Another tell tale sign you should fire your trainer is if they stick to one training tool. I’m looking at you kettlebell obsessed lifters out there. Kettlebells are a tool, barbells are a tool, machines are a tool. Imagine you are a sculptor. In your toolbox you have a variety of different tools. You have hammers (compound movements) these are going to provide the base for your statue, they will allow you to get most of the work done in the shortest amount of time, then you have small tools (isolation exercises) these help you to fine tune your work of art. The point is to only use one tool makes no sense. The benefit you get from deadlifting 60lb kettlebells, simply cannot compete with a barbell deadlift. If for some unknown reason you only want to learn about kettlebells then fill your boots, but if you just want to look good, feel better and make the most out of your time in the gym then this trainer is not for you.
Your programming should have a plan to it. By this I mean you need to be phasing your training. I won’t jump into all the science behind this as that’s a post for another time but all evidence points towards changing your training consistently in order to see continued results.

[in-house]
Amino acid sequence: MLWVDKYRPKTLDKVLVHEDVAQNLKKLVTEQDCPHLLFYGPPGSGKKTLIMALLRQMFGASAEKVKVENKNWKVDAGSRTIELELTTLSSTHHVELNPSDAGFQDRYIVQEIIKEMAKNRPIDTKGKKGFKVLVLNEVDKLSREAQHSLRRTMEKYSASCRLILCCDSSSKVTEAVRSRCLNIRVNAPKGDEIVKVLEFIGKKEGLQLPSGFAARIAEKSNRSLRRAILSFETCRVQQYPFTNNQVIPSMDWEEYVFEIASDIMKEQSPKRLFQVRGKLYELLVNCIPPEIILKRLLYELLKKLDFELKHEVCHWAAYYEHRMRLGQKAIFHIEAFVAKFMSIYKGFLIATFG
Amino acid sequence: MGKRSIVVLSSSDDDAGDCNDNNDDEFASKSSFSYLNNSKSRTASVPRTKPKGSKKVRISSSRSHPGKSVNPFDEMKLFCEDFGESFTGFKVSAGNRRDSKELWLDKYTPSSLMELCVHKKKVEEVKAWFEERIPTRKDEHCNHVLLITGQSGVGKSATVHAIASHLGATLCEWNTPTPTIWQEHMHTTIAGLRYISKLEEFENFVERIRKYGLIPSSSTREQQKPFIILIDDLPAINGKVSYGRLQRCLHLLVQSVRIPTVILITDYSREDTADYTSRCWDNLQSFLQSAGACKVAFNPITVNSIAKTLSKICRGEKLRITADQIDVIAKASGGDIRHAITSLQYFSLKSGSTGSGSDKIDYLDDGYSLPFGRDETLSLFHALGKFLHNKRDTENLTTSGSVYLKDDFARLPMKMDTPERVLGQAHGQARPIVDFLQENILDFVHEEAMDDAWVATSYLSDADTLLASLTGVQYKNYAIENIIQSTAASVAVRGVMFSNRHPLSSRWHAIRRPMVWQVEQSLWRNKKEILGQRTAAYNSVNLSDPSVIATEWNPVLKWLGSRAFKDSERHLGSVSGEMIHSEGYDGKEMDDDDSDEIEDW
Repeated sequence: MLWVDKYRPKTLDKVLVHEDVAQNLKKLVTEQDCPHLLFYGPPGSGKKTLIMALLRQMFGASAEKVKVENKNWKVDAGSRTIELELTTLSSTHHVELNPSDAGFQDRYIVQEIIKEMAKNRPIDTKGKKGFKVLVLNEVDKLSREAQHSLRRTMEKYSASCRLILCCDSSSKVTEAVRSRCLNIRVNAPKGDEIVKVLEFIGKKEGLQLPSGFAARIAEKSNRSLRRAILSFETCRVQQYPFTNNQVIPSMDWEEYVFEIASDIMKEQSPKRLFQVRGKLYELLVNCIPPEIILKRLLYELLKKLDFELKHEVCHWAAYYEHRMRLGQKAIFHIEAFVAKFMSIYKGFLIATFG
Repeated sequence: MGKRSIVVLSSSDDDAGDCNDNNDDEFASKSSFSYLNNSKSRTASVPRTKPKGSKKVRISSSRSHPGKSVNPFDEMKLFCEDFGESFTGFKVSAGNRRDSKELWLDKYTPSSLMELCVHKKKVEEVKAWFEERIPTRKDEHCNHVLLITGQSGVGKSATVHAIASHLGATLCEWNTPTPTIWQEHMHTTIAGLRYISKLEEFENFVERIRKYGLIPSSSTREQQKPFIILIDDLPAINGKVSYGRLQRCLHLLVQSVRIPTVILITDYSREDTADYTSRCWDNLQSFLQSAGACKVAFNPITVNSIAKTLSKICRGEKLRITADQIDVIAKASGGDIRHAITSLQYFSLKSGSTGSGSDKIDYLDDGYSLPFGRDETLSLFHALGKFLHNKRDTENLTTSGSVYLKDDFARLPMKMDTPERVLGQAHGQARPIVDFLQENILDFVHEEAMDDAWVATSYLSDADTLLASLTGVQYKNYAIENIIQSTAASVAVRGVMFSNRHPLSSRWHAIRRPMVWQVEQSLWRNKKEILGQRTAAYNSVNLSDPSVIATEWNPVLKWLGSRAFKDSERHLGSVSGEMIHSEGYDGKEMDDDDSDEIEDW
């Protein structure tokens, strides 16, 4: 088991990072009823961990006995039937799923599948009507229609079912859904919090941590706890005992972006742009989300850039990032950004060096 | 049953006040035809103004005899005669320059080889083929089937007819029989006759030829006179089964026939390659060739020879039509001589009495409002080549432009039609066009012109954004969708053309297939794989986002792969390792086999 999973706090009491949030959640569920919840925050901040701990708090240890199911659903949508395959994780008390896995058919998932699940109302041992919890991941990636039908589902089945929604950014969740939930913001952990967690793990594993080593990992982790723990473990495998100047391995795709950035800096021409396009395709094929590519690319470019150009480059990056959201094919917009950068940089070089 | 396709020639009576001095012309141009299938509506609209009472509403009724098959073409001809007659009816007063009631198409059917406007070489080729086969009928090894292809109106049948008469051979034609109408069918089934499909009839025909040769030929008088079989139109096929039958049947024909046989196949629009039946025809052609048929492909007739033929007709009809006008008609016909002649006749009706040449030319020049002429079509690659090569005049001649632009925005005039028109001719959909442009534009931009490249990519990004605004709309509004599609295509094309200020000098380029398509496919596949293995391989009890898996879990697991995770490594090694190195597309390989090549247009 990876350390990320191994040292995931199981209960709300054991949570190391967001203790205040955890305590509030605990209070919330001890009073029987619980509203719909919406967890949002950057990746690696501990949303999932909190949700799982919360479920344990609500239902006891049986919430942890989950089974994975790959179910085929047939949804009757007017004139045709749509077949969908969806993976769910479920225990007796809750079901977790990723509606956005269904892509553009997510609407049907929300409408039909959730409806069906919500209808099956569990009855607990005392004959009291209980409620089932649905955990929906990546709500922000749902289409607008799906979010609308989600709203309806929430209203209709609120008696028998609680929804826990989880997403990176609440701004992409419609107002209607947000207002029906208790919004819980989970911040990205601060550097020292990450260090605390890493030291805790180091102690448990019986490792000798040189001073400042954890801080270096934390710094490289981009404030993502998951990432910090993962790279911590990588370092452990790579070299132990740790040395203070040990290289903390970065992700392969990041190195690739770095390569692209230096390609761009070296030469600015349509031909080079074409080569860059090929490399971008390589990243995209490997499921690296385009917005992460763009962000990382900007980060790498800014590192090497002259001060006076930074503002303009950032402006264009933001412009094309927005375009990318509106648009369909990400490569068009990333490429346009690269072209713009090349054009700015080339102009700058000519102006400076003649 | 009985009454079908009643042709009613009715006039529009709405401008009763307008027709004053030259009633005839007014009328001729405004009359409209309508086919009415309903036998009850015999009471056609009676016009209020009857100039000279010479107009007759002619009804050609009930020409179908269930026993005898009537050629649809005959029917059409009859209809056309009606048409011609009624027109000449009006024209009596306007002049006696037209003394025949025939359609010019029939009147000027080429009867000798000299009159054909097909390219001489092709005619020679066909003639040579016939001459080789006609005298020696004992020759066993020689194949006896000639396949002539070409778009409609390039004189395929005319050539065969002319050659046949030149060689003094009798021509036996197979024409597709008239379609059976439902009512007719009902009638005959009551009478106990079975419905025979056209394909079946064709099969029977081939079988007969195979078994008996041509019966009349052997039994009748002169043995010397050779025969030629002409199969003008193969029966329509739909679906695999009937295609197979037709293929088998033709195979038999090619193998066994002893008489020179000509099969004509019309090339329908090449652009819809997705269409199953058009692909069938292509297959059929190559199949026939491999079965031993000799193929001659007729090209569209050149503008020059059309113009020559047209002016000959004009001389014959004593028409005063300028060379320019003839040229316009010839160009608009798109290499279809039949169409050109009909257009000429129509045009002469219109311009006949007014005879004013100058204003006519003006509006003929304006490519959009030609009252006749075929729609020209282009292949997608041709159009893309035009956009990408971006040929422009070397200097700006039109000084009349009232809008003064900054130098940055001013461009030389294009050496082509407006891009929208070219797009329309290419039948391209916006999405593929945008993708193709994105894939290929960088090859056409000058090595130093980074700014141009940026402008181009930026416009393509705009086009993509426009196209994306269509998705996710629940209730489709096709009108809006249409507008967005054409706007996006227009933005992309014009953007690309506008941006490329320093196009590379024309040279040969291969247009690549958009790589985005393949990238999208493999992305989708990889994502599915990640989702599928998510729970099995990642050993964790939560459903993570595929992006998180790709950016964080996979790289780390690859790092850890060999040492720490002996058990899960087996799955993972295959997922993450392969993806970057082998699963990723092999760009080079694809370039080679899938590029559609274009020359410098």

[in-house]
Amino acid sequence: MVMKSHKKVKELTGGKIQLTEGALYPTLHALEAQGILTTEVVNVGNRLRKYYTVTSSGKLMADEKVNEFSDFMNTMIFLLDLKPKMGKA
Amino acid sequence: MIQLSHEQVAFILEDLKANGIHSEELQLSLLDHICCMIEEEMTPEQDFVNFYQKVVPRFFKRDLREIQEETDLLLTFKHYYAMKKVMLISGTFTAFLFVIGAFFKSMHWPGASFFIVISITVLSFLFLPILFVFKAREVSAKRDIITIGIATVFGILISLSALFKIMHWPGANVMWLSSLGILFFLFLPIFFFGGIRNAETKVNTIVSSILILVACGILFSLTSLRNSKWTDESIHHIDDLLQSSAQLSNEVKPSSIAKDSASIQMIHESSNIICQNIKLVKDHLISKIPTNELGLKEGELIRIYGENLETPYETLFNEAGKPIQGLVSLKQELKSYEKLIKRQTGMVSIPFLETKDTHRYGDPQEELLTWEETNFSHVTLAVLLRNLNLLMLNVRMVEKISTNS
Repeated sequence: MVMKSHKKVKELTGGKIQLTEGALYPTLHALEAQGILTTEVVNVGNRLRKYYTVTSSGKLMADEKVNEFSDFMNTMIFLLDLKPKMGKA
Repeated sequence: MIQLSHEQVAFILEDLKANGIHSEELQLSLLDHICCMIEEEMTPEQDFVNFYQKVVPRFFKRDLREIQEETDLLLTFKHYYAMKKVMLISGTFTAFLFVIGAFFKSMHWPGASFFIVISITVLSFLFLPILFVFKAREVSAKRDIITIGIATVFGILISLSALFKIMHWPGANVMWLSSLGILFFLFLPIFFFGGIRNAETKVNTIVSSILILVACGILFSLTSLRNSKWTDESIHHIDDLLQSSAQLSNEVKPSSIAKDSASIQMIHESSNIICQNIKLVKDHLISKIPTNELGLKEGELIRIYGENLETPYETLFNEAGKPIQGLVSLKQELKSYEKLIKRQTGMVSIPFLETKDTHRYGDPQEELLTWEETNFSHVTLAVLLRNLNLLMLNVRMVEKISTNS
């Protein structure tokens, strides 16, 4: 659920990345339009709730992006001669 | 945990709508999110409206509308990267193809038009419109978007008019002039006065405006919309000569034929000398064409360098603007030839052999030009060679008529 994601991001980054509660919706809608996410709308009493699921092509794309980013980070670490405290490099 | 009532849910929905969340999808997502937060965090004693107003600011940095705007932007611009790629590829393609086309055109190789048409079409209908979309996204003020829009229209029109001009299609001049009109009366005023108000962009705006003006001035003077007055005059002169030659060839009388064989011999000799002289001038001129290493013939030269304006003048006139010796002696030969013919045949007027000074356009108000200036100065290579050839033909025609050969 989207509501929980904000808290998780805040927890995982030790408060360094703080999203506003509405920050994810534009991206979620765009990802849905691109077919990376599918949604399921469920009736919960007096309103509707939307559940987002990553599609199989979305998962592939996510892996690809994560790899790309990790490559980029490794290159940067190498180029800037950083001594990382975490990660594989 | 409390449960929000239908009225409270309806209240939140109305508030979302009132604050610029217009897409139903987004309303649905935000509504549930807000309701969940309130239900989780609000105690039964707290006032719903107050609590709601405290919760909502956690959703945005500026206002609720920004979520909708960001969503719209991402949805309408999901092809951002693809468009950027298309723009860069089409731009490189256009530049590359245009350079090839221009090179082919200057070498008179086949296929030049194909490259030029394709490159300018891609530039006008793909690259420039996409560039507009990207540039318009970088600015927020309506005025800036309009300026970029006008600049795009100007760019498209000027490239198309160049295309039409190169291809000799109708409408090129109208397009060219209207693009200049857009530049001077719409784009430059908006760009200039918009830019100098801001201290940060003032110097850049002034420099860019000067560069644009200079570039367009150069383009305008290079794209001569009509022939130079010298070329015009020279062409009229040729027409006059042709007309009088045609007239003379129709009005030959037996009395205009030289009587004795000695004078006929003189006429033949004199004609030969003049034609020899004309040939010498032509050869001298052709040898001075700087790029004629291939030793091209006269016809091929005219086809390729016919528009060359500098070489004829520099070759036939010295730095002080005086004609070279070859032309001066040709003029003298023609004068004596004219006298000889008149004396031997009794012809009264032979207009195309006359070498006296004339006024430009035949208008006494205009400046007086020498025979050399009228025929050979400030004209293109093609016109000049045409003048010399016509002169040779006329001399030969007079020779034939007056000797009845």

“So different workouts everyday will get me results, right?”
For a period, yes. But after time your body will actually adapt to this constantly varied stimulus, result: okay at lots of things, excellent at nothing. To really see results training phases should last 3-4 weeks and you should work through, strength, hypertrophy and endurance training. All of these focus on different aspects of muscular development but ultimately work hand in hand. Ask your trainer what their plan is, do they even have one?
#4 Too much too soon